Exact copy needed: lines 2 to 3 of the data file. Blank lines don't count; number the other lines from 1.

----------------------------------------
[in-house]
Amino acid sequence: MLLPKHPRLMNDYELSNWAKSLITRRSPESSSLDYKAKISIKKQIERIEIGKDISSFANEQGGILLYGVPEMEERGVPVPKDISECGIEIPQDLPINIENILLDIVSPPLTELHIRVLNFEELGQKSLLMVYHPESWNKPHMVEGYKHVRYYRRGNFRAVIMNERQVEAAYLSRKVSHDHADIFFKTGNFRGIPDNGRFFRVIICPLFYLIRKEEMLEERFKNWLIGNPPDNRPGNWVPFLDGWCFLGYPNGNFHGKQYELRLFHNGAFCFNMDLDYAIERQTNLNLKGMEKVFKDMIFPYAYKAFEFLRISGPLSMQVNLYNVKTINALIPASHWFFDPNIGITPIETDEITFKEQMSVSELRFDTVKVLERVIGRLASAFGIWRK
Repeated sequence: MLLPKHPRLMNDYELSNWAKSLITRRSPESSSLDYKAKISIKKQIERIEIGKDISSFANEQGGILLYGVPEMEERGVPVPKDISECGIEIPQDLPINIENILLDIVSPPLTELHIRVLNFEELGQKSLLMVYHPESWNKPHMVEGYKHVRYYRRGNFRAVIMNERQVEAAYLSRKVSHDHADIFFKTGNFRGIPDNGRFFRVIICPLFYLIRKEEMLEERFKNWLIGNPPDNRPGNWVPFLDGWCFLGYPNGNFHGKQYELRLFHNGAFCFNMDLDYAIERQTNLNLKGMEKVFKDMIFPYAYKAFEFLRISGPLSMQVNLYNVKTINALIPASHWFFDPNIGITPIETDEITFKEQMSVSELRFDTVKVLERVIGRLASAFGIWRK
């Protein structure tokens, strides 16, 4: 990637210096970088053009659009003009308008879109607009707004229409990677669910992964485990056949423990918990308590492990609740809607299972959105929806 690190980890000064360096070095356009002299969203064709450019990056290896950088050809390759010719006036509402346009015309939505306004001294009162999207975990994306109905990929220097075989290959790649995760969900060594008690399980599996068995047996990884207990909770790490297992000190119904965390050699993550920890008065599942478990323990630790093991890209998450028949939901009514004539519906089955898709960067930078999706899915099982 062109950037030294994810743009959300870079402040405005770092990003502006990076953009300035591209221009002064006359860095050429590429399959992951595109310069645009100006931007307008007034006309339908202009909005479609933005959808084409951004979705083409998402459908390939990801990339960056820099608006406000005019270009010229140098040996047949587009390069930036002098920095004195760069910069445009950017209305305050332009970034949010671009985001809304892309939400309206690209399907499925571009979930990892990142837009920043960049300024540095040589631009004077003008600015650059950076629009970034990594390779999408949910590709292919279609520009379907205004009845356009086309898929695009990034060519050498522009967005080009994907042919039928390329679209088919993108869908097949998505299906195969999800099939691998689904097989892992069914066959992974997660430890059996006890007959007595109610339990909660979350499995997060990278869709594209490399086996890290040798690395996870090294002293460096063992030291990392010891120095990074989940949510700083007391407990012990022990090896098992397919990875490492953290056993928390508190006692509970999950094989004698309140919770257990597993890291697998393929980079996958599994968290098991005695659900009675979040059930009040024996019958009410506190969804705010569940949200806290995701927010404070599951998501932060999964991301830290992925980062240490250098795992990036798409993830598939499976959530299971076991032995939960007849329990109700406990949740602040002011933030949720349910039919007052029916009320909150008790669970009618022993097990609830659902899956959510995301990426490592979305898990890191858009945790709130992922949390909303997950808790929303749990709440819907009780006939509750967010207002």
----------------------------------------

Amino acid sequence: MLLPKHPRLMNDYELSNWAKSLITRRSPESSSLDYKAKISIKKQIERIEIGKDISSFANEQGGILLYGVPEMEERGVPVPKDISECGIEIPQDLPINIENILLDIVSPPLTELHIRVLNFEELGQKSLLMVYHPESWNKPHMVEGYKHVRYYRRGNFRAVIMNERQVEAAYLSRKVSHDHADIFFKTGNFRGIPDNGRFFRVIICPLFYLIRKEEMLEERFKNWLIGNPPDNRPGNWVPFLDGWCFLGYPNGNFHGKQYELRLFHNGAFCFNMDLDYAIERQTNLNLKGMEKVFKDMIFPYAYKAFEFLRISGPLSMQVNLYNVKTINALIPASHWFFDPNIGITPIETDEITFKEQMSVSELRFDTVKVLERVIGRLASAFGIWRK
Repeated sequence: MLLPKHPRLMNDYELSNWAKSLITRRSPESSSLDYKAKISIKKQIERIEIGKDISSFANEQGGILLYGVPEMEERGVPVPKDISECGIEIPQDLPINIENILLDIVSPPLTELHIRVLNFEELGQKSLLMVYHPESWNKPHMVEGYKHVRYYRRGNFRAVIMNERQVEAAYLSRKVSHDHADIFFKTGNFRGIPDNGRFFRVIICPLFYLIRKEEMLEERFKNWLIGNPPDNRPGNWVPFLDGWCFLGYPNGNFHGKQYELRLFHNGAFCFNMDLDYAIERQTNLNLKGMEKVFKDMIFPYAYKAFEFLRISGPLSMQVNLYNVKTINALIPASHWFFDPNIGITPIETDEITFKEQMSVSELRFDTVKVLERVIGRLASAFGIWRK